On Saturday night, Caressa Cameron will be passing her crown on to the next Miss America.  Caressa is unique in the world of pageants due to her understanding of HIV, and that it is a problem that needs to be addressed in- you guessed it- the United States.  The last time we had a Miss America that cared so deeply about this issue was in 1998 when Kate Shindle wore the crown.

I had a chance to speak with Caressa on the phone shortly after she won the title last year, here’s a link to the Poz interview.
In recent years, the Miss America Organization has partnered with The Children’s Miracle Network.  It’s a great and worthy cause, but that partnership along with some corporate responsibilities has made the year enjoyed by today’s crown-bearer much different than that of year’s past.  For instance, when Kate Shindle won, the title holder had a year to promote their own individual cause.  Kate caused a stir when she advocated for clean needle exchange programs to prevent HIV transmission.

I know Caressa would have liked to have done more with her “platform” during her year as Miss America. That’s what they call them in pageants, by the way, “platforms”, but in Caressa’s case it’s more than a word or a trendy cause.  HIV is something that touched her life on a personal level when she lost a close relative at a very young age.  It’s what inspired her to learn more and start educating.  She probably did more educating about HIV in the years before winning Miss America, when she was Miss Arlington, than she did as Miss America, which is a shame, because she could have extended the great work she did in the state of Virginia to the rest of the country.  Imagine Miss America drawing attention to, say, the fact that over 5,000 Americans with HIV are on drug waiting lists?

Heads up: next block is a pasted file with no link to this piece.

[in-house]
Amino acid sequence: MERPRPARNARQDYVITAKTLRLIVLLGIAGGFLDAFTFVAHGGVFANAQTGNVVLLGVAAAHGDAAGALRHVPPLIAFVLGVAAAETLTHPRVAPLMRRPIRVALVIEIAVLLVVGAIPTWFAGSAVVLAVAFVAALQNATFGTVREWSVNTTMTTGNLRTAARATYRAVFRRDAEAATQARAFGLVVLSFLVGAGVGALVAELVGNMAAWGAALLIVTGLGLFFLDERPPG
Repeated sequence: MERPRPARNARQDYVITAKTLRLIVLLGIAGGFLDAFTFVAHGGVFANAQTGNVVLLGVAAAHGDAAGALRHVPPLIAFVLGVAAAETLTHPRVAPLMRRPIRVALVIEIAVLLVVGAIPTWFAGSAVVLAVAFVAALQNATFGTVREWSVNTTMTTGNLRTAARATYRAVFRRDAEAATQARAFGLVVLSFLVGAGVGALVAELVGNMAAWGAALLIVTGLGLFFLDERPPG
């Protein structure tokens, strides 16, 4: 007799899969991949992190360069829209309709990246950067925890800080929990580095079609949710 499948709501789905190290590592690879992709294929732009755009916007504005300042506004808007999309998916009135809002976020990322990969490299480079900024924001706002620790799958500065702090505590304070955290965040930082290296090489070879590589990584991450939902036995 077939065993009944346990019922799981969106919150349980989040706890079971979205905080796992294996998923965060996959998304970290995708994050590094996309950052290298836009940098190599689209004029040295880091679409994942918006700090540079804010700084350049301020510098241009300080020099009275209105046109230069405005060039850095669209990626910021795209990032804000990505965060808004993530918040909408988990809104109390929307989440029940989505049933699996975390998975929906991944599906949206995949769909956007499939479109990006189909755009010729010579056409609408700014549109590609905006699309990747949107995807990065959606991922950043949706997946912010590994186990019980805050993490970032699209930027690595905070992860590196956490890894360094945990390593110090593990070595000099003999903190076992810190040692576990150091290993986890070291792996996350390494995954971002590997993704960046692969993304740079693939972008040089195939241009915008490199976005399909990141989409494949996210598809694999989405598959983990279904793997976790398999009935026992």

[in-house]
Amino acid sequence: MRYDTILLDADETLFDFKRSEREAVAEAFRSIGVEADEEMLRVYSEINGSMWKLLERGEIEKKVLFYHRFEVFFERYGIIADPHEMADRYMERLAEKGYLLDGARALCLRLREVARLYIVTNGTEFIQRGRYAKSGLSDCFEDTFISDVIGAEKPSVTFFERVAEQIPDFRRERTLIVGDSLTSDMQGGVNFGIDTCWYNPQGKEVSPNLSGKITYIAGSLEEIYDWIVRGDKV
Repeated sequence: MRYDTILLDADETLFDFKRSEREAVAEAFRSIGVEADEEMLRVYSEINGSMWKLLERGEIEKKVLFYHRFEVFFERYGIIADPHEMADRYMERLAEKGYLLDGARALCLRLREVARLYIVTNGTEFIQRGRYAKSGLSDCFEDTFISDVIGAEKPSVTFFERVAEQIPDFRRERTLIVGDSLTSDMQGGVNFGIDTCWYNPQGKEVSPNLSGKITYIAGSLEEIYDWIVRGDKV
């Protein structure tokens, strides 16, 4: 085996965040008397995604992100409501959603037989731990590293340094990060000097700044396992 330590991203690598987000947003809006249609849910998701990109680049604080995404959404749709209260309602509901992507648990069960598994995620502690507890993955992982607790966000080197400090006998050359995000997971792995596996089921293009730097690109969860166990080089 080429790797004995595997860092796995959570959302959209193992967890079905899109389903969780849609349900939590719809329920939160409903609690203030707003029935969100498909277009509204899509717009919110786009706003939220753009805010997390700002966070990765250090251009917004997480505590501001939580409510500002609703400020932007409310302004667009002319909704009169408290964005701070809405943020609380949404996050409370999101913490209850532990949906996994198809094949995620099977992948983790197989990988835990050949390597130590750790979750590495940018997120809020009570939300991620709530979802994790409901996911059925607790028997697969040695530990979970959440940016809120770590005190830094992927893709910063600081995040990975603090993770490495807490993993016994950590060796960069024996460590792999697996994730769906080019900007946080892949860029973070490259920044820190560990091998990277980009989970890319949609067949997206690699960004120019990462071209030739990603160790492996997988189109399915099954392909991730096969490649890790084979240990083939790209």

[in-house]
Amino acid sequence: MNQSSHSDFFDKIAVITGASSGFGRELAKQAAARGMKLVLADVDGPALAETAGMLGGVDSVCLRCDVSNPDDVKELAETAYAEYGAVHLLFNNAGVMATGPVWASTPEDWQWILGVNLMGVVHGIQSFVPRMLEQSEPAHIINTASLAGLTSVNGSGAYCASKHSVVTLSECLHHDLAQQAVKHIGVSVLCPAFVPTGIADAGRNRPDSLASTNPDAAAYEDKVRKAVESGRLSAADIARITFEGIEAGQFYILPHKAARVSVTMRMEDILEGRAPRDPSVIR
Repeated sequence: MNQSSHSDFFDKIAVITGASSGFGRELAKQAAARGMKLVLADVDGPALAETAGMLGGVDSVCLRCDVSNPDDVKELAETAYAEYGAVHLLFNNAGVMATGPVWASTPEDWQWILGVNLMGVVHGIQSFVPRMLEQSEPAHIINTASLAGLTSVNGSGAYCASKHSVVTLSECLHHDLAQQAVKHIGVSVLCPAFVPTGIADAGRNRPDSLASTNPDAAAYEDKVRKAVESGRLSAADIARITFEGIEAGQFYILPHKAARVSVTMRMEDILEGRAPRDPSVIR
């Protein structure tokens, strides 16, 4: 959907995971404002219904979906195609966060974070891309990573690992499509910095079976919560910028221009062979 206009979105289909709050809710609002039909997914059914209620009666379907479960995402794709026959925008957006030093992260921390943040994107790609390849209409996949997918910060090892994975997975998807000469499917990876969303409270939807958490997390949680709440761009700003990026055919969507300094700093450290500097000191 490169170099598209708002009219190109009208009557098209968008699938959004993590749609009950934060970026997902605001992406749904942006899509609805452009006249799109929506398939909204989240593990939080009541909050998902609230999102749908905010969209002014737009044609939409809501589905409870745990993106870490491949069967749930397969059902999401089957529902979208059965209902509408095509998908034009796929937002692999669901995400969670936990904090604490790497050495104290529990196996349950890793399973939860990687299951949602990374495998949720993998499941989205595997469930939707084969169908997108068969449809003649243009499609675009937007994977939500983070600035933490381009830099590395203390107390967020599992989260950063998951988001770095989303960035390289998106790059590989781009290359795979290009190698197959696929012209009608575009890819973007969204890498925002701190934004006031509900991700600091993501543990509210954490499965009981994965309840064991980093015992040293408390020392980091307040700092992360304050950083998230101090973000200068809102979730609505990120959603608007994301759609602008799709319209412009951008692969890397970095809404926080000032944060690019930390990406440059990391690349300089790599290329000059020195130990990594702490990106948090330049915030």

Instead, the Miss America web site has her national platform issue listed as being an Ambassador for Children’s Miracle network, and her real platform issue typed wrong: “Real Talk: Aids in America”.  Caressa would never spell “AIDS” using lower-case letters.  She knows it’s an acronym, and she knows it’s a serious, multi-faceted issue that needs to be discussed.

I’m hoping that now, with the hard-earned title of Miss America forever attached to her name, that Caressa will be able to address the topic and reach people she may not have been able to before.  I know that she wanted to, and I just can’t help but wonder- if she would have had more freedom to talk about HIV- how many lives would have been changed.

Positively Yours,
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